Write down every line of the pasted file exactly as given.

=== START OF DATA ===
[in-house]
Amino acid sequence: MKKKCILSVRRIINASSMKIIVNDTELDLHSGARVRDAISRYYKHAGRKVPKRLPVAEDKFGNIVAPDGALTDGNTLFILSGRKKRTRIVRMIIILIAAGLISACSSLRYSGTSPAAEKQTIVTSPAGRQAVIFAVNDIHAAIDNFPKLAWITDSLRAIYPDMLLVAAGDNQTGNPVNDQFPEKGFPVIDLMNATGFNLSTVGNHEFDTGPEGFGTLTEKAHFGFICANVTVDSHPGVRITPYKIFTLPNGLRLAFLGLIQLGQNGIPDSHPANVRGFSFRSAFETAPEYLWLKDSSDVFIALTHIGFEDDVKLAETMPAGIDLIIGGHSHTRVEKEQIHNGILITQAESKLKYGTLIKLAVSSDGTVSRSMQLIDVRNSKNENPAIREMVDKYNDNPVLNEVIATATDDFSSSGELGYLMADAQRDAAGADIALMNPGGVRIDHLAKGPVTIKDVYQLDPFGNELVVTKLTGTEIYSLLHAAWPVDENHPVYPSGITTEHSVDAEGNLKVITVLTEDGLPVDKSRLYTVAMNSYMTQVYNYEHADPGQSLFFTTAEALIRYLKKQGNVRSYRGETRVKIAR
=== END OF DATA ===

[in-house]
Amino acid sequence: MKKKCILSVRRIINASSMKIIVNDTELDLHSGARVRDAISRYYKHAGRKVPKRLPVAEDKFGNIVAPDGALTDGNTLFILSGRKKRTRIVRMIIILIAAGLISACSSLRYSGTSPAAEKQTIVTSPAGRQAVIFAVNDIHAAIDNFPKLAWITDSLRAIYPDMLLVAAGDNQTGNPVNDQFPEKGFPVIDLMNATGFNLSTVGNHEFDTGPEGFGTLTEKAHFGFICANVTVDSHPGVRITPYKIFTLPNGLRLAFLGLIQLGQNGIPDSHPANVRGFSFRSAFETAPEYLWLKDSSDVFIALTHIGFEDDVKLAETMPAGIDLIIGGHSHTRVEKEQIHNGILITQAESKLKYGTLIKLAVSSDGTVSRSMQLIDVRNSKNENPAIREMVDKYNDNPVLNEVIATATDDFSSSGELGYLMADAQRDAAGADIALMNPGGVRIDHLAKGPVTIKDVYQLDPFGNELVVTKLTGTEIYSLLHAAWPVDENHPVYPSGITTEHSVDAEGNLKVITVLTEDGLPVDKSRLYTVAMNSYMTQVYNYEHADPGQSLFFTTAEALIRYLKKQGNVRSYRGETRVKIAR